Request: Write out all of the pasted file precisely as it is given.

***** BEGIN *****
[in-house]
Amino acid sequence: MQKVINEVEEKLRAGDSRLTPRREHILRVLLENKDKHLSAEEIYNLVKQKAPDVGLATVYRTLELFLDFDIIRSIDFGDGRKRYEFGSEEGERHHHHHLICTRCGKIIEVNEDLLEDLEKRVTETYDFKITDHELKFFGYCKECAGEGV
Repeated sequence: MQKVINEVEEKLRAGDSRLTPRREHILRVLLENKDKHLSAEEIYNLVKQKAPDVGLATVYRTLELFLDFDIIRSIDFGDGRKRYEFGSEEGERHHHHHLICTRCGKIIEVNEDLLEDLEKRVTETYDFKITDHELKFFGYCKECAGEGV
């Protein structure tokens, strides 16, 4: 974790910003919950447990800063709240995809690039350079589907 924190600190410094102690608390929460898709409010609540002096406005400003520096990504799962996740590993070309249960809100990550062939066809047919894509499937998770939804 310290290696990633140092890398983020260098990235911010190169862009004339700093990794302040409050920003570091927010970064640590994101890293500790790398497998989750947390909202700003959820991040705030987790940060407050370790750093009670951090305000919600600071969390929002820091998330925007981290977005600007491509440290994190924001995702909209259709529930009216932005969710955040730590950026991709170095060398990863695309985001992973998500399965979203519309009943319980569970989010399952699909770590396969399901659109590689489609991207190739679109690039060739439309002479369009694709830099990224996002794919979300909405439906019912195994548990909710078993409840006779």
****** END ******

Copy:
[in-house]
Amino acid sequence: MQKVINEVEEKLRAGDSRLTPRREHILRVLLENKDKHLSAEEIYNLVKQKAPDVGLATVYRTLELFLDFDIIRSIDFGDGRKRYEFGSEEGERHHHHHLICTRCGKIIEVNEDLLEDLEKRVTETYDFKITDHELKFFGYCKECAGEGV
Repeated sequence: MQKVINEVEEKLRAGDSRLTPRREHILRVLLENKDKHLSAEEIYNLVKQKAPDVGLATVYRTLELFLDFDIIRSIDFGDGRKRYEFGSEEGERHHHHHLICTRCGKIIEVNEDLLEDLEKRVTETYDFKITDHELKFFGYCKECAGEGV
């Protein structure tokens, strides 16, 4: 974790910003919950447990800063709240995809690039350079589907 924190600190410094102690608390929460898709409010609540002096406005400003520096990504799962996740590993070309249960809100990550062939066809047919894509499937998770939804 310290290696990633140092890398983020260098990235911010190169862009004339700093990794302040409050920003570091927010970064640590994101890293500790790398497998989750947390909202700003959820991040705030987790940060407050370790750093009670951090305000919600600071969390929002820091998330925007981290977005600007491509440290994190924001995702909209259709529930009216932005969710955040730590950026991709170095060398990863695309985001992973998500399965979203519309009943319980569970989010399952699909770590396969399901659109590689489609991207190739679109690039060739439309002479369009694709830099990224996002794919979300909405439906019912195994548990909710078993409840006779």